COVID-19 along with the mitigation strategies being used to address the virus pose significant threats to our individual and collective mental health. As the crisis evolves and persists, it will be increasingly important for the research community to conduct investigations that address the mental health consequences of COVID-19. The causes of mental health effects in the context of COVID-19 are multifactorial and likely include biological, behavioral, and environmental determinants. We argue that the COVID-19 crisis significantly threatens our basic human need for human connection, which might serve as a crucial environmental factor that could underlie the overall insult to our mental health. Furthermore, “brain styles,” which we have previously conceptualized as “biotypes” that are informed by a neural taxonomy, might interact with the universal threat to our need for human connection to explain the mental health consequences of COVID-19 from a precision psychiatry perspective. The goal of this viewpoint is to inspire research on the mental health consequences of COVID-19 from an individualized, brain-based perspective that honors the profound threat that the virus poses to our basic human motivations.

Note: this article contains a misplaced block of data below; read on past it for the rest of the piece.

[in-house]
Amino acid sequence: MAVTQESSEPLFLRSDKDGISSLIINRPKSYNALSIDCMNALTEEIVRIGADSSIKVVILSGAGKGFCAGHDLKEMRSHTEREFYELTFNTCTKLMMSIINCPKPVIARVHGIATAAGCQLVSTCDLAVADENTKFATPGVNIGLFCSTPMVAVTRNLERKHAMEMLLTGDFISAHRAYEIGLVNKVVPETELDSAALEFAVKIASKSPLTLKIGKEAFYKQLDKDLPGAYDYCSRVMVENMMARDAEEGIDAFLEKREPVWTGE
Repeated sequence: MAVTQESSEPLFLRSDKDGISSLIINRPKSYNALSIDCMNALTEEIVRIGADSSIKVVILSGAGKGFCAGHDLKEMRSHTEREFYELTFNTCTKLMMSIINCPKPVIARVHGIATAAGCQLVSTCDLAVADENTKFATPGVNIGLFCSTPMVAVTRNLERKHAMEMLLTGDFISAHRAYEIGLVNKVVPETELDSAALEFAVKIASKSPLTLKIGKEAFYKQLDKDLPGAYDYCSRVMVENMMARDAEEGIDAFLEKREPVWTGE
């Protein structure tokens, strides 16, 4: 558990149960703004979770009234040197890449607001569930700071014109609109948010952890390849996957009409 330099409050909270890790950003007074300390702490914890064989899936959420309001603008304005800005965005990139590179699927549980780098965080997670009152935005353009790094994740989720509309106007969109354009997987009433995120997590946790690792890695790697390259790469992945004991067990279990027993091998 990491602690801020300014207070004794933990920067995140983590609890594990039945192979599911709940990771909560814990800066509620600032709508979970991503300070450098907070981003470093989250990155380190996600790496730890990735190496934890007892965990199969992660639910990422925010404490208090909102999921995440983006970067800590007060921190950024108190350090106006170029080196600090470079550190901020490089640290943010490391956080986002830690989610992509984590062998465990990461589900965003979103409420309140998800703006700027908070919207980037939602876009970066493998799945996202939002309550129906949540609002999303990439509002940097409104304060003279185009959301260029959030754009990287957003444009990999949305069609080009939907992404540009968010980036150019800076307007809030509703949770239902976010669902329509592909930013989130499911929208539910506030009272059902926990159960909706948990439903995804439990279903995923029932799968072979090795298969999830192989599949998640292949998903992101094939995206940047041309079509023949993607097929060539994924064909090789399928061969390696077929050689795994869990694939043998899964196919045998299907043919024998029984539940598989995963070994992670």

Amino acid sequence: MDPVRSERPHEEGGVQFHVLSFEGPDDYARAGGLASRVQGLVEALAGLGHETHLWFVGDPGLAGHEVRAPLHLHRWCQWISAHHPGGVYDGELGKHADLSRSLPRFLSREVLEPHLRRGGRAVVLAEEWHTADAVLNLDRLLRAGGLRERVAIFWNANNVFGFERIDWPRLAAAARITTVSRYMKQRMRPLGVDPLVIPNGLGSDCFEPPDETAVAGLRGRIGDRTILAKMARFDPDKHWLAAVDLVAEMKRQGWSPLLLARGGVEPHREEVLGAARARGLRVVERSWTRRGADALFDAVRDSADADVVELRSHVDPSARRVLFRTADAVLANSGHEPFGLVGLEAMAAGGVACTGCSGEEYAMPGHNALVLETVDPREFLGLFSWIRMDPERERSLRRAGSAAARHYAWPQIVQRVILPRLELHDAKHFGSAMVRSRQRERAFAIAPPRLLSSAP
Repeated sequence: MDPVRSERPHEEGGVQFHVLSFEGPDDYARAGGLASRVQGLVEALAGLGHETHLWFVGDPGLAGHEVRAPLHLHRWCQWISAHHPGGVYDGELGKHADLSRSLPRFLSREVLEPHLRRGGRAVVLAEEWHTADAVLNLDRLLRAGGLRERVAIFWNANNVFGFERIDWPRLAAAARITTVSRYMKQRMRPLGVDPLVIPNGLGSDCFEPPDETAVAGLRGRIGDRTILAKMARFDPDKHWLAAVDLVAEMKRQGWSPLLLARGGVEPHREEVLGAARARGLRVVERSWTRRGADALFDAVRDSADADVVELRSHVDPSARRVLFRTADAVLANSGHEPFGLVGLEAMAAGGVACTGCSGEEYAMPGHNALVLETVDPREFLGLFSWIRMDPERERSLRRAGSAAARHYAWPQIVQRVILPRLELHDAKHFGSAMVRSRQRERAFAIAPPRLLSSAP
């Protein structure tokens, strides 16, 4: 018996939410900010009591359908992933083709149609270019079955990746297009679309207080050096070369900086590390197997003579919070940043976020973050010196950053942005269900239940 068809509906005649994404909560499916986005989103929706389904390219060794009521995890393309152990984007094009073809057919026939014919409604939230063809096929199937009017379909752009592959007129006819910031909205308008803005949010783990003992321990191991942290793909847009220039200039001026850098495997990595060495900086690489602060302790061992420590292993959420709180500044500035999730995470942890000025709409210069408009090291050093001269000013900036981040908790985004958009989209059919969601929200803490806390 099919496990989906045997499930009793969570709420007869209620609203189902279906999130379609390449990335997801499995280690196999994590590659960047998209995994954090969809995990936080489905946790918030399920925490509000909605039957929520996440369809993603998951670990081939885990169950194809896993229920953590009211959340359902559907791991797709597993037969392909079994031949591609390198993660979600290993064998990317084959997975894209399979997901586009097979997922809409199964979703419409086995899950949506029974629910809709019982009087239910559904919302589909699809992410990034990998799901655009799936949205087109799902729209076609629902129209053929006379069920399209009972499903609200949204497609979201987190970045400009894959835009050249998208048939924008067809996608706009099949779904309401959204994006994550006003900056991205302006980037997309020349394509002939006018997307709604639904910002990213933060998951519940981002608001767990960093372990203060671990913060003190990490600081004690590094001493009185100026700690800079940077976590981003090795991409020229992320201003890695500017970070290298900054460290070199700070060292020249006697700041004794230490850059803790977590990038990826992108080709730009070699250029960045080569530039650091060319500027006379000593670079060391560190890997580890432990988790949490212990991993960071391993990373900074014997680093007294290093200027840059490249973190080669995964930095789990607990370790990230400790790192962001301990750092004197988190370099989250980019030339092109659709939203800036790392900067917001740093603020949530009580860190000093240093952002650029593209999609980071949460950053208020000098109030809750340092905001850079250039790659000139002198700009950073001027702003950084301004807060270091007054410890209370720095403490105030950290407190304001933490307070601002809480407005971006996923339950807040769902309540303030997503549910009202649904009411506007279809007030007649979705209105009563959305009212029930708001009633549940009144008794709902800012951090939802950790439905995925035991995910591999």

Research Professor on society, culture, art, cognition, critical thinking, intelligence, creativity, neuroscience, autopoiesis, self-organization, complexity, systems, networks, rhizomes, leadership, sustainability, thinkers, futures ++
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